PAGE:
|Health insurance coverage by sex, age, and type||B27012||plot_insurance_type||By sex: male/female; by age: youth (0–17 y)/adult (18–64 y)/senior(≥65 y); by type: employer-based/Medicaid/Medicare/private|
|Percentage of population aged >65||B01001||plot_over65||Actual percentage shown (no levels)|
|Total population in occupied housing units by tenure||B25008_002/B25008_003b||plot_own_rent||Rent/own|
|Ratio of income to poverty level||C17002||plot_poverty||>2 times poverty threshold/<2 times poverty threshold/<poverty threshold|
|Race||B02001||plot_race||≥2 Races/Pacific Islander/Asian/Native American/Black/White|
|Gross rent as a percentage of household income||B25070||plot_rentincome||Extreme rent burden (>30%)/rent burden <30%|
|Vacancy status||B25004||plot_vacancy||Other vacant/for migrant workers/occasional use/sold, not occupied/for sale only/rented, not occupied/for rent|
|Means of transportation to work by vehicles available||B08141||plot_vehicle||≥1 Vehicle/no vehicle|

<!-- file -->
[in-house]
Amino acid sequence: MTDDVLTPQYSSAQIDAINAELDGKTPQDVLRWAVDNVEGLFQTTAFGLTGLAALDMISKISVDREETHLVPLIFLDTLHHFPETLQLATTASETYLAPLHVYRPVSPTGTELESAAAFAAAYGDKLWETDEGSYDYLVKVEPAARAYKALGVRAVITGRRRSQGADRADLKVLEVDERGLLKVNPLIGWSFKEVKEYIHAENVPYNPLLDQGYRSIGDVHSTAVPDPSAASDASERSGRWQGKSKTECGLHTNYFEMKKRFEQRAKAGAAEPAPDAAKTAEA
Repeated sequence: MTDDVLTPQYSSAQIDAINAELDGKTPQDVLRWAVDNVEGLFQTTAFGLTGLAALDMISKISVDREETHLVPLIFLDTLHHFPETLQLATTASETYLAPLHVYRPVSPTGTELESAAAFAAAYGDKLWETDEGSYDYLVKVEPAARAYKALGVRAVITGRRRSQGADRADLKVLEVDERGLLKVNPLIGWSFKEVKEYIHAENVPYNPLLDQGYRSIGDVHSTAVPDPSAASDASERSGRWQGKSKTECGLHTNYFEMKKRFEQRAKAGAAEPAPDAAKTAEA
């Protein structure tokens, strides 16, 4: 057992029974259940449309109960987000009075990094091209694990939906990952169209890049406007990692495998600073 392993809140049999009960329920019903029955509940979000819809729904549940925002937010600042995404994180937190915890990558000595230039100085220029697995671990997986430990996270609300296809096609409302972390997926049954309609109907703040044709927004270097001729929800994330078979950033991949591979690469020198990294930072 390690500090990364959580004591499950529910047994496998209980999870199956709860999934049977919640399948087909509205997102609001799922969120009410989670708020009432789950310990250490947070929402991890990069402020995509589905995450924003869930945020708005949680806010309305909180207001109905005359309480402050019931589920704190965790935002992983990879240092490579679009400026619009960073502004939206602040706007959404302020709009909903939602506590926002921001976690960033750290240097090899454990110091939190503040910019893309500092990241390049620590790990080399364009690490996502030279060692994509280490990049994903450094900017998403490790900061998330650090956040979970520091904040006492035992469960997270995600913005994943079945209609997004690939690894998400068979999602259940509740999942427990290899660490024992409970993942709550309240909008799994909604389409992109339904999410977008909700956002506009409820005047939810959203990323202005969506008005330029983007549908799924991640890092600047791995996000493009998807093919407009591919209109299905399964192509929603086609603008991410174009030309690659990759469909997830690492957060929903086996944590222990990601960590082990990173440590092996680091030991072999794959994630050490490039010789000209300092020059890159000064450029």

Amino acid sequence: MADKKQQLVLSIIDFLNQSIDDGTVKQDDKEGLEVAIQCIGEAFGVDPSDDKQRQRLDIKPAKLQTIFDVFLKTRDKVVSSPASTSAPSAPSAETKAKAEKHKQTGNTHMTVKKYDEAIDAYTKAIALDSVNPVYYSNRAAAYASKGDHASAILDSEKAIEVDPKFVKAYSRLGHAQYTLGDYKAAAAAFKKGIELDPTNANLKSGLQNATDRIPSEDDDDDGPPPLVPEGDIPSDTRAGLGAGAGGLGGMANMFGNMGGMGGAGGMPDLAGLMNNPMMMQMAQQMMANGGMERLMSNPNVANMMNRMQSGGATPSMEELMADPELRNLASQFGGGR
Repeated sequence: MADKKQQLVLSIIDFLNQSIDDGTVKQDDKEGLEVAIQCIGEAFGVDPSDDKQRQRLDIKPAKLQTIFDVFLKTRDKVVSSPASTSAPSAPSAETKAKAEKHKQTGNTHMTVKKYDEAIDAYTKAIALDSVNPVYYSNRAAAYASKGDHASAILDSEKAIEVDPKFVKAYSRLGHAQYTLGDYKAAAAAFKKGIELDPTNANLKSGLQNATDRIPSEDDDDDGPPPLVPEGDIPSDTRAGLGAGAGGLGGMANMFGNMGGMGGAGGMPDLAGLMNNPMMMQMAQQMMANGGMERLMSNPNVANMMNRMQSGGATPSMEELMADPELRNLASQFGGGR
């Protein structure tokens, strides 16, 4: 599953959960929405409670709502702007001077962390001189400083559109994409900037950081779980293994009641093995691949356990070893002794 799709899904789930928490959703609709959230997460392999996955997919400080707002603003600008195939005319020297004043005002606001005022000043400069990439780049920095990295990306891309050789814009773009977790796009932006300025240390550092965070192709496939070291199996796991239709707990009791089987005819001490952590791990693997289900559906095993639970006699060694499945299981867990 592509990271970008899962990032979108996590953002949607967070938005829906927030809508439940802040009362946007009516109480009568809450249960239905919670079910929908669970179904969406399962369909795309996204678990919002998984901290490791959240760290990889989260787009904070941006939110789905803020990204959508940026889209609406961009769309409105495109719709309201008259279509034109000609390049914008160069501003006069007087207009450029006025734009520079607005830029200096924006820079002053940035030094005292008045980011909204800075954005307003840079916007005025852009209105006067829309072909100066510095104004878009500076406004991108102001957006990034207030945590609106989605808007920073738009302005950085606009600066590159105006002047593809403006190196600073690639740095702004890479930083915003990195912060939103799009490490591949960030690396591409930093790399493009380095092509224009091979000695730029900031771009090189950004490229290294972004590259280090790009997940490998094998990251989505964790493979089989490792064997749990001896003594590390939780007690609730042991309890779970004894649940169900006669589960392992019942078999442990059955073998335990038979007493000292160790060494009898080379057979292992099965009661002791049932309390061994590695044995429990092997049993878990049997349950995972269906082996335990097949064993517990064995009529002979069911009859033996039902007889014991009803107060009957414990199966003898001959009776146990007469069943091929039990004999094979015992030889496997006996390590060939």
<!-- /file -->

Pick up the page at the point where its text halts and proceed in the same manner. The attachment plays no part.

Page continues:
|Year structure built||B25034||plot_year_built||1939 or earlier/1940–1949/1950–1959/1960–1969/1970–1979/1980–1989/1990–1999/2000–2009/2010–2013/2014 or later|
|Superfund sites||Environmental Protection Agency||2018||Geocoded addresses||https://www.epa.gov/superfund/national-priorities-list-npl-sites-state#FL|
|Nuclear power plants||Nuclear Energy Institute||2018||Geocoded addresses||https://www.nei.org/CorporateSite/media/filefolder/resources/fact-sheets/state-fact-sheets/Florida-State-Fact-Sheet.pdf|
|Ultraviolet exposure||National Cancer Institute||2017||Rate||https://gis.cancer.gov/tools/uv-exposure|
|Radon exposure||Environmental Protection Agency||2017||Index||http://www.epa.gov/radon/zonemap.html; http://www.city-data.com/radon-zones/Florida/Florida.html|
|Limited access to healthy food||Robert Wood Johnson Foundation (RWJF) County Health Rankings; US Department of Agriculture (USDA) Food Environment Atlas||2015||Rate||http://www.countyhealthrankings.org/rankings/data/FL|